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bibliography * The PainScience Bibliography contains plain language summaries of thousands of scientific papers and others sources, like a specialized blog. This page is about a single scientific paper in the bibliography, Denegar 1988.

High and low frequency TENS in the treatment of induced musculoskeletal pain: a comparison study

Tags: chronic pain, TENS, pain problems, devices, treatment

original abstract

Both transcutaneous electrical nerve stimulation (TENS) and morphine are commonly used for relief of pain. Extensive research has been done on the effectiveness of each of these two methods for pain relief when given independently. However, very little literature exists examining the effectiveness of their combined use. Systemically administered morphine activates mu opioid receptors and when administered for prolonged periods results in analgesic tolerance. Low (4 Hz) and high (100 Hz) frequency TENS activate mu- and delta-opioid receptors, respectively, It is thus possible that TENS would be less effective in morphine-tolerant subjects. The current study investigated the effectiveness of high- and low-frequency TENS in the reversal of hyperalgesia in inflamed rats that were morphine-tolerant. Morphine tolerance was induced by subcutaneous implantation of morphine pellets over 10 days. Knee joint inflammation was induced by injection of kaolin and carrageenan into the knee joint cavity. Secondary heat hyperalgesia was tested by measuring the paw withdrawal latency to radiant heat (1) before pellet implantation (either morphine or placebo), (2) after pellet implantation and before inflammation, (3) after inflammation and (4) after TENS. Both high (100 Hz) and low (4 Hz) frequency TENS caused nearly 100% inhibition of secondary hyperalgesia in animals receiving placebo pellets. In contrast, the hyperalgesia in morphine-tolerant animals with knee joint inflammation was unaffected by low frequency TENS but fully reversed by high frequency TENS. These results suggest that patients who are tolerant to morphine may respond better to high frequency TENS than to low frequency TENS.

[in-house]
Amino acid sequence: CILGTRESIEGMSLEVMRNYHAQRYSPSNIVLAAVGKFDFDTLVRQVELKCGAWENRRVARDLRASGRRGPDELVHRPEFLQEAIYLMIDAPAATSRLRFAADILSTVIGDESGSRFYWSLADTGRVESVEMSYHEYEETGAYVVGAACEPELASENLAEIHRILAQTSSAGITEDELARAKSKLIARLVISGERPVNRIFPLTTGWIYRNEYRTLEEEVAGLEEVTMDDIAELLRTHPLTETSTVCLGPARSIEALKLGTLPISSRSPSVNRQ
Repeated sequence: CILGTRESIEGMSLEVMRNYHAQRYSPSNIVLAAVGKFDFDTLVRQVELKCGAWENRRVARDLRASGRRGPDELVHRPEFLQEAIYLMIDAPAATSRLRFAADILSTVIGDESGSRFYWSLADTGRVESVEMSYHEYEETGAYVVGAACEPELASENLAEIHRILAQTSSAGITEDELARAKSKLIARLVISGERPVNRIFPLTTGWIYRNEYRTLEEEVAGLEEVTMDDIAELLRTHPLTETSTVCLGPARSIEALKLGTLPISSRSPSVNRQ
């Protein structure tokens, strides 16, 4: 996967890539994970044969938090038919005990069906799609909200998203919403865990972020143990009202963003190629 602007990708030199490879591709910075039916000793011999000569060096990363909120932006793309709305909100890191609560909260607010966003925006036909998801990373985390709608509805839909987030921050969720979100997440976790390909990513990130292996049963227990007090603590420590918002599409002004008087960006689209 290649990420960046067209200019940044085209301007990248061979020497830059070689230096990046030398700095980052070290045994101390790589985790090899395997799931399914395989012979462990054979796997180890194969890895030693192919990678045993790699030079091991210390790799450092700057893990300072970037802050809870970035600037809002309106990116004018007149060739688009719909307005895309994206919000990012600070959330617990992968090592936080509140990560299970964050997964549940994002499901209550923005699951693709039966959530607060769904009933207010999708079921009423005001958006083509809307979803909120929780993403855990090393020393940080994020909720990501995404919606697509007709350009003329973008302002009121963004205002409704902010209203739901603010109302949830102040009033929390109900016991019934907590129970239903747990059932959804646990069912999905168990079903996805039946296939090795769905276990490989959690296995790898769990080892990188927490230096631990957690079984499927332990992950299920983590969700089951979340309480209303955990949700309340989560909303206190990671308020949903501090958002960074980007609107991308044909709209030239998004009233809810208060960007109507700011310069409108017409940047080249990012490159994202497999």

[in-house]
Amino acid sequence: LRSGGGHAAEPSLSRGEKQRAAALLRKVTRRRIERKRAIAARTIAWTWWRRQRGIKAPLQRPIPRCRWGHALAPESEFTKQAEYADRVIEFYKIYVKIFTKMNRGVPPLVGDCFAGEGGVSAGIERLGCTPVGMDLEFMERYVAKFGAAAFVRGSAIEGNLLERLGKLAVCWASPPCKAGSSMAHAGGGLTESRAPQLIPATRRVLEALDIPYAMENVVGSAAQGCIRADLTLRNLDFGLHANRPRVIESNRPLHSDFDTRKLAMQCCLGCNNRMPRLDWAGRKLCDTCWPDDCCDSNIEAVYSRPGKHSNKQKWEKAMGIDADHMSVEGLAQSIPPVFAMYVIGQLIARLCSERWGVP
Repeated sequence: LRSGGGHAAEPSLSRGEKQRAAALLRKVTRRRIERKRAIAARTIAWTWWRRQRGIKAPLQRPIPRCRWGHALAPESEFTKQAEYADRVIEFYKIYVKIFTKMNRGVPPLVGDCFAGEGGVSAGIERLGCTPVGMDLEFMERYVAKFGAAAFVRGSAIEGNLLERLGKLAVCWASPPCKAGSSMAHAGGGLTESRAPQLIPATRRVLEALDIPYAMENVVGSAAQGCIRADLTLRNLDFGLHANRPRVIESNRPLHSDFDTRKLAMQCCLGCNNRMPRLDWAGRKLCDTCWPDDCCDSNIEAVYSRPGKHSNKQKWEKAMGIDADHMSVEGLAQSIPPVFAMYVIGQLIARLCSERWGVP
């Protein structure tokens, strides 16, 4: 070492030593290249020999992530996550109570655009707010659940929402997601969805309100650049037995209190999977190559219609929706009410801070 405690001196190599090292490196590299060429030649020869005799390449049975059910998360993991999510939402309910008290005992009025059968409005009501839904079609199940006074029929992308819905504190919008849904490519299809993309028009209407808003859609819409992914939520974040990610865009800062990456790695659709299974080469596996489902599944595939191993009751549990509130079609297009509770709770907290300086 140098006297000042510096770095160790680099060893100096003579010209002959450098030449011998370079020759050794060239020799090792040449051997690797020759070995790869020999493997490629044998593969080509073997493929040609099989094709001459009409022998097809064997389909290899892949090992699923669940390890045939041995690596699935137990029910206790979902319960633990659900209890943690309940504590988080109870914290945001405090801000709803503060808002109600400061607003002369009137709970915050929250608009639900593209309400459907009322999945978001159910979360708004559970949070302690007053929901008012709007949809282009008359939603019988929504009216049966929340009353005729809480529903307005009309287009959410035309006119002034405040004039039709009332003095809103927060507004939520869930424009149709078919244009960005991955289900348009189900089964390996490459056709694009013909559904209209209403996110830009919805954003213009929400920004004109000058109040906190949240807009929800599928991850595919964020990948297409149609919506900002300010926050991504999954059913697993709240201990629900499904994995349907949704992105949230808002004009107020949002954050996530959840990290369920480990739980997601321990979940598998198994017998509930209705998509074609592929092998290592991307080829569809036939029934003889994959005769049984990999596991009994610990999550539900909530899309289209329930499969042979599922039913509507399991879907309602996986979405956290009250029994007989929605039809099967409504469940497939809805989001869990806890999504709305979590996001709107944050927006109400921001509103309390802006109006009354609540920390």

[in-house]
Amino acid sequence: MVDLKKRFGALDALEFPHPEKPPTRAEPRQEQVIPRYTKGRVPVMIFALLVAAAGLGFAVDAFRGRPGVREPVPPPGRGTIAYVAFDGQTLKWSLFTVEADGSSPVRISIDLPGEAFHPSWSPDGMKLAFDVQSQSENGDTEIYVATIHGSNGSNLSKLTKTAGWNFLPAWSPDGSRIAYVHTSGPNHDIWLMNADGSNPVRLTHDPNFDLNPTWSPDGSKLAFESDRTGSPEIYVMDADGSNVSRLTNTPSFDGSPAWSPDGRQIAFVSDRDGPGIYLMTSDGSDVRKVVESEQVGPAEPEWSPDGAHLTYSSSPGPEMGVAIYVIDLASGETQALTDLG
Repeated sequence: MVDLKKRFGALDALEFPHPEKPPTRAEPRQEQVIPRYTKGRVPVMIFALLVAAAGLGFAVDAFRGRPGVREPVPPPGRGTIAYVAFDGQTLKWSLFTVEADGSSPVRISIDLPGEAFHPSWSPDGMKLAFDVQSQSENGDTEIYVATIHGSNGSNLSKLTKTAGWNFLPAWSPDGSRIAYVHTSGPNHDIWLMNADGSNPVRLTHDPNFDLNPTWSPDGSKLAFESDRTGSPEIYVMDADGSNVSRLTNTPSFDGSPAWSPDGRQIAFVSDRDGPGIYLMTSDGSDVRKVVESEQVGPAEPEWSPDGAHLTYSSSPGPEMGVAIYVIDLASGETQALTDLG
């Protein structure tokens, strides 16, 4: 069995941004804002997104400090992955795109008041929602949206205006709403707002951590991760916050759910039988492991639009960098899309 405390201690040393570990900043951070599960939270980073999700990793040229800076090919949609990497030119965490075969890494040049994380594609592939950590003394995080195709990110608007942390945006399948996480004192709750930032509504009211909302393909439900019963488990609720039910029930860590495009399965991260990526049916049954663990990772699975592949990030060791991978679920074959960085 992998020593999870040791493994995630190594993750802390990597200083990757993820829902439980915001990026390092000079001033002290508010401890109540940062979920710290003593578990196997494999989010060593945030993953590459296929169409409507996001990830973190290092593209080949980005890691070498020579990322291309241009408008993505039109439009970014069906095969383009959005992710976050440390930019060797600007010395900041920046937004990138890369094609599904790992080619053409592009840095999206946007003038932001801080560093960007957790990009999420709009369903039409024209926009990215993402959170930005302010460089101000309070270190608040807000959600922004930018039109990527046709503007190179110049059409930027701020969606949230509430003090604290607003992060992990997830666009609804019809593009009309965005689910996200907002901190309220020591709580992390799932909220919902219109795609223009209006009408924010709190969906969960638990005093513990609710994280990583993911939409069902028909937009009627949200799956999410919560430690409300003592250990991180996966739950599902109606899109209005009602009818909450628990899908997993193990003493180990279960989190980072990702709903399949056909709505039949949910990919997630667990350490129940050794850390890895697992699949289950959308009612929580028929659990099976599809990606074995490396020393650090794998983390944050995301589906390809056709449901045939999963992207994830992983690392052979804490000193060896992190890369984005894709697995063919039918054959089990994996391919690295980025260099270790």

This page is part of the PainScience BIBLIOGRAPHY, which contains plain language summaries of thousands of scientific papers & others sources. It’s like a highly specialized blog. A few highlights: